As I am using this app in classrooms, I have noticed a couple of things:
- If students do not click "ok" and accept privacy permissions (camera, microphone, photos), the app will freeze and needs to be shut down and restarted, once permissions are granted.
- If students use the story templates, I have found some difficulty in saving these books to the device. I have had luck using the "parent" option and exporting to the device in this way; but the "blank book" seems to save as video to the device much more easily.
- The text is difficult to edit, once students click out of the text box. They can double tap the text area to return to type, however, I've found that it's a little tricky to get the cursor exactly where they need it to make their edits.
The developer says an update is coming soon, and hopefully these issues will be resolved!
Scribble Press FAQs:
How do I change the author on a book?
- The author name will be automatically set to "guest author", unless your students adds herself as an author on ScribblePress. To do this, they tap the icon in the lefthand corner of the homescreen, then choose an avatar (or take a selfie) and add their name.
Can students add photos or images from their camera roll?
- Yep, students can click the camera button to take a photo, or insert an image saved to the camera roll of their iPad.
When a student is done with a page, how does he save to the library, or add another page?
- Students can save the book to their ScribblePress library by clicking "done". If they'd like to add another page, they should click the plus sign by the page number.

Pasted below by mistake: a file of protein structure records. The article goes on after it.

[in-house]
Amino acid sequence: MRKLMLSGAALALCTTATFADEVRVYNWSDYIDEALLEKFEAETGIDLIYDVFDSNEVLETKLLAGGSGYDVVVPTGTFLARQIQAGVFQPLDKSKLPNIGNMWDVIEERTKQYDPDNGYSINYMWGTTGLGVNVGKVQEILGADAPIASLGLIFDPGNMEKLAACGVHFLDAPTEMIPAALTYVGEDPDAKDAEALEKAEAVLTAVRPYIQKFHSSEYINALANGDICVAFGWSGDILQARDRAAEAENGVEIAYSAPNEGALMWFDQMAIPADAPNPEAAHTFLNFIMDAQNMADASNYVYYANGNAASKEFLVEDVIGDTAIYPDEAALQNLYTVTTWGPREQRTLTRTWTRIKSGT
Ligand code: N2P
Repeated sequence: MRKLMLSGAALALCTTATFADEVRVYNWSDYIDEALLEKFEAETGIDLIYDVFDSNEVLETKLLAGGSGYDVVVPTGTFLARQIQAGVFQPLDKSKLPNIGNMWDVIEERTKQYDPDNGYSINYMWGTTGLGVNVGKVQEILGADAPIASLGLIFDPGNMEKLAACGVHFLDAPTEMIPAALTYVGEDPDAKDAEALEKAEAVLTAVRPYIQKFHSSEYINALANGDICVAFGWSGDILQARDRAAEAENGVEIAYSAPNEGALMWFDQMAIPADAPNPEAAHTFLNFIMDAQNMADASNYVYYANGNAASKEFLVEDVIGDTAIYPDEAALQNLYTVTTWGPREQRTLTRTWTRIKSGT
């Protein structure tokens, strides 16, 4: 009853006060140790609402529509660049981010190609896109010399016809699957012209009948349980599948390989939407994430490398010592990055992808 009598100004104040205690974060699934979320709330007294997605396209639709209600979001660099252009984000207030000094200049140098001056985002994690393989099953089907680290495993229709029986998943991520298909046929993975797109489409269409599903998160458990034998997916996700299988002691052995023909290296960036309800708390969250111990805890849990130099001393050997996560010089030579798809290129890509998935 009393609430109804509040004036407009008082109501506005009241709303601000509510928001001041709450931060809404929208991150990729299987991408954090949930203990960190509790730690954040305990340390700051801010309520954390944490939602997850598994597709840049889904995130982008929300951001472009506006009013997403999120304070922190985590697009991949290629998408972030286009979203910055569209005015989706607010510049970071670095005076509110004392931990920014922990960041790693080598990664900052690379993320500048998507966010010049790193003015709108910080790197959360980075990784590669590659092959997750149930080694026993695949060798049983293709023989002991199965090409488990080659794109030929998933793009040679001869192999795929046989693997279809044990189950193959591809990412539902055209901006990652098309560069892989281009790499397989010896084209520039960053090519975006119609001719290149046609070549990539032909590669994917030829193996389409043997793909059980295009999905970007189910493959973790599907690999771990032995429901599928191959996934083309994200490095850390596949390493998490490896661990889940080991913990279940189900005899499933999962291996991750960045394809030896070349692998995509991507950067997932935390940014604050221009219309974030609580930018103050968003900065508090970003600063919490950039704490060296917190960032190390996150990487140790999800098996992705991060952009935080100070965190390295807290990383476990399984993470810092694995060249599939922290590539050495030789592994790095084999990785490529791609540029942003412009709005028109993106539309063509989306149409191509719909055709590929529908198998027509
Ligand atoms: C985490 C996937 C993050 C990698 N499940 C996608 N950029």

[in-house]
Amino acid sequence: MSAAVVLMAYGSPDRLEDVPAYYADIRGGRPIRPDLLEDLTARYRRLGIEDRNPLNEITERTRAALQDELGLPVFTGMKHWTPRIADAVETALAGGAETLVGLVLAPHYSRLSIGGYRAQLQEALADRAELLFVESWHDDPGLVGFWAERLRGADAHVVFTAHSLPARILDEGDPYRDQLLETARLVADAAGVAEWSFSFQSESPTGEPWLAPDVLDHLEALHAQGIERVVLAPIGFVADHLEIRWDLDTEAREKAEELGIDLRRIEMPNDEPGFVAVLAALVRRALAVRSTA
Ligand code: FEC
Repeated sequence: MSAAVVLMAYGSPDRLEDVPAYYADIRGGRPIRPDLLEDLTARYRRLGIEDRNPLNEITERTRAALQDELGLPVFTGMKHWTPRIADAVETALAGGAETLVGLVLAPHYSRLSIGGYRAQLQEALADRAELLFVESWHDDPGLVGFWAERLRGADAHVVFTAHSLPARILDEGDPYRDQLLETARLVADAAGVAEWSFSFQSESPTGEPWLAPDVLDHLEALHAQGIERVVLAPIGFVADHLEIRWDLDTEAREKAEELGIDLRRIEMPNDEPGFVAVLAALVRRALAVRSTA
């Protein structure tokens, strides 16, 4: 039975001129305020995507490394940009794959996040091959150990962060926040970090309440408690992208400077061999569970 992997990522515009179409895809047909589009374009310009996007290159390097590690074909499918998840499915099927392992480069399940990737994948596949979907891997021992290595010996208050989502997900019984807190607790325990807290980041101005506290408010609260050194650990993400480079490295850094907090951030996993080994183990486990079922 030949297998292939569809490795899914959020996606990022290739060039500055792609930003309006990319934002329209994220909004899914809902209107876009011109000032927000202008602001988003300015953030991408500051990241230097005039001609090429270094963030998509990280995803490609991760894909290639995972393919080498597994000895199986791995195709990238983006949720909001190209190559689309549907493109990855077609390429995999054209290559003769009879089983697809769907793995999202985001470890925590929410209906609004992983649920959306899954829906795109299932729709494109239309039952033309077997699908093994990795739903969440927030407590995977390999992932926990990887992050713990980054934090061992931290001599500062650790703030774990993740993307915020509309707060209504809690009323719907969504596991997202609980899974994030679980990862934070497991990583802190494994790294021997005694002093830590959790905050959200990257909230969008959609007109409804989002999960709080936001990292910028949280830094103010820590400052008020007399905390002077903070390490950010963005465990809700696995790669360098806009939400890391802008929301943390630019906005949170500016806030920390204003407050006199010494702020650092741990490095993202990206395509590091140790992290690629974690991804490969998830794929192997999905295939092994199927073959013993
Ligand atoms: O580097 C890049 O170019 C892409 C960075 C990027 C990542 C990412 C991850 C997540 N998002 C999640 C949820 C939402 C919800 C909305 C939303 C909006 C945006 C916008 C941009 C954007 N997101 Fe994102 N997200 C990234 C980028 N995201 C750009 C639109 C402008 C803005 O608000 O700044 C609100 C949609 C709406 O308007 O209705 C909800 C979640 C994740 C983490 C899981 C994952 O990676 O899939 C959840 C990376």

Can students edit the book cover?
- By clicking on "extras", students can edit the cover of their book, including the title. The author name defaults to whichever author was selected from the homescreen (see above), and this can't be edited. Students can edit the font and color of the text.
How do students edit or save the book to the camera roll of an iPad?
- From the homescreen, students can click the book, then select "edit" or "save as video" (provided they have added audio and/or music to their story). When they save the book as a video, it can be easily shared using Seesaw or another tool by uploading from the device's camera roll.
I hope this is helpful, and that you'll give ScribblePress a try in your classroom! I have introduced it to some kindergarten, 1st and 2nd grade students by letting them choose a "favorite" (animal, dinosaur, food, sport, etc) and having them create a story about it. They have really enjoyed this app, and I have loved the creative stories that they tell! If you have a great idea for using ScribblePress in the classroom, or a question you'd like answered, please add it to the comments below!